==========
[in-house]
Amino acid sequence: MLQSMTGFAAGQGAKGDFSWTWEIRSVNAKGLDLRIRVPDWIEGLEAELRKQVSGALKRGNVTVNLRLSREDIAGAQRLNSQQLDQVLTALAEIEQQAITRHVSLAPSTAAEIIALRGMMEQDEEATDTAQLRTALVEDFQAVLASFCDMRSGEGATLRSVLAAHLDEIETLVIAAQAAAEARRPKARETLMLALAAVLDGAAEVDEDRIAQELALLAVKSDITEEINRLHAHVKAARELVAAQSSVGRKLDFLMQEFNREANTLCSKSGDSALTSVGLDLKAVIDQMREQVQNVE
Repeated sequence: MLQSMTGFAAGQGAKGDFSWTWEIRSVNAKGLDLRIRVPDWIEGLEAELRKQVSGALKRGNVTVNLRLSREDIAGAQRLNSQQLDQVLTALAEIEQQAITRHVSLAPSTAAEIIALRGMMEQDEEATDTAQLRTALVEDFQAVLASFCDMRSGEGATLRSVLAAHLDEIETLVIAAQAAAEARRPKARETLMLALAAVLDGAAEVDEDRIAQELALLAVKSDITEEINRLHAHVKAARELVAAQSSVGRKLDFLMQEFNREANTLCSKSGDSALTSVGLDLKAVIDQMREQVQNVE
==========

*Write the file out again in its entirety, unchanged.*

[in-house]
Amino acid sequence: MLQSMTGFAAGQGAKGDFSWTWEIRSVNAKGLDLRIRVPDWIEGLEAELRKQVSGALKRGNVTVNLRLSREDIAGAQRLNSQQLDQVLTALAEIEQQAITRHVSLAPSTAAEIIALRGMMEQDEEATDTAQLRTALVEDFQAVLASFCDMRSGEGATLRSVLAAHLDEIETLVIAAQAAAEARRPKARETLMLALAAVLDGAAEVDEDRIAQELALLAVKSDITEEINRLHAHVKAARELVAAQSSVGRKLDFLMQEFNREANTLCSKSGDSALTSVGLDLKAVIDQMREQVQNVE
Repeated sequence: MLQSMTGFAAGQGAKGDFSWTWEIRSVNAKGLDLRIRVPDWIEGLEAELRKQVSGALKRGNVTVNLRLSREDIAGAQRLNSQQLDQVLTALAEIEQQAITRHVSLAPSTAAEIIALRGMMEQDEEATDTAQLRTALVEDFQAVLASFCDMRSGEGATLRSVLAAHLDEIETLVIAAQAAAEARRPKARETLMLALAAVLDGAAEVDEDRIAQELALLAVKSDITEEINRLHAHVKAARELVAAQSSVGRKLDFLMQEFNREANTLCSKSGDSALTSVGLDLKAVIDQMREQVQNVE